by Heidie (Raine) Senseman '23
If you ask Jim Phipps '68 about his role in building Cedarville University’s Department of Communication, he redirects you. He wants to talk about anyone other than himself.
He tells you about a student, or his wife, or the catalog of Cedarville faculty members who carried the load with him. He tells you that the people around him are the ones responsible for the department’s success.
“This community’s done more for me than I’ve ever done for it,” he says, chuckling at the suggestion that he’s special.
But if you listen closely, you realize that there’s a glimmer of autobiography tucked into each of Phipps’ anecdotes — quiet details that reveal his stamp on Cedarville.
“He’s too humble to say it, but I tell everyone: You can’t tell the story of Cedarville Communication without talking about Dr. Phipps,” Derrick Green ’97, current department chair, said. “He built us.”
And perhaps that’s the best way to characterize Jim Phipps: a builder. He looks at people, departments, churches — even household projects — and pours himself out to strengthen them. His handiwork bears his mark.
Indeed, Cedarville’s Department of Communication can look at Phipps’ 52 years of service and echo, “He built us.”
But Phipps wasn’t always the invested leader that Cedarville community members know him as today. In fact, when he first arrived at Cedarville in 1964, he was a reluctant and overwhelmed student.
Phipps was raised in northern California and planned to study pre-law at Stanford University on a full-ride scholarship. He’d heard about Cedarville through his Baptist church, but he ruled it out due to finances. If he chose Cedarville, he’d have to sell his car to make the tuition payment.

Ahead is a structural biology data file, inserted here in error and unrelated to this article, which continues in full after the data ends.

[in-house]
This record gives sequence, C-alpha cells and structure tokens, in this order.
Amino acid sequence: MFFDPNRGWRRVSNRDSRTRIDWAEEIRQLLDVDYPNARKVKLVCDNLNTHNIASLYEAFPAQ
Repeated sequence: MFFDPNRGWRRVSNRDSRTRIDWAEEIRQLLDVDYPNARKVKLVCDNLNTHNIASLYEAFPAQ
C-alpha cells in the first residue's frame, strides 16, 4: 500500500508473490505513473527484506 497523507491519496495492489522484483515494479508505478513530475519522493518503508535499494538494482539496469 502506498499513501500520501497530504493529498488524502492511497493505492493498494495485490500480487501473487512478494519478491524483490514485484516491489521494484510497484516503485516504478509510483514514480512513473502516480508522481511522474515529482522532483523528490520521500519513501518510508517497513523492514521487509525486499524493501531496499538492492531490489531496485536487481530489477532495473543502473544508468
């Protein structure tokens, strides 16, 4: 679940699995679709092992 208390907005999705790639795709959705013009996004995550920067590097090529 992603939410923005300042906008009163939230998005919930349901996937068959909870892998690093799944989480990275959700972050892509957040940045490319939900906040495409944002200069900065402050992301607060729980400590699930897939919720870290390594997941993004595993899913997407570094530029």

“I put a lot of work into that car,” Phipps explained. “It was special to me.”
One night during his senior year of high school, Phipps rushed out the door to attend a prayer meeting. As he started driving toward the church, he prayed, “Lord, I’ve made my decision. Let me go to Stanford and keep the car.”
Four miles down the road, Phipps flipped his car three times before wrapping it around a tree. He had to crawl out the back window to escape. During his recovery in a nearby hospital, Phipps was greeted by an attorney. The attorney asked Phipps to identify the kind of car he’d been driving because the accident left it mangled beyond recognition.
“On his way out, that attorney said to me, ‘Well, you must have a reason to live, because you shouldn’t be alive,’” Phipps said. “I figured from then on that Cedarville was my reason to live.”
Phipps began classes at Cedarville the following fall, majoring in English and speech. Insurance money from the accident paid for his first term tuition.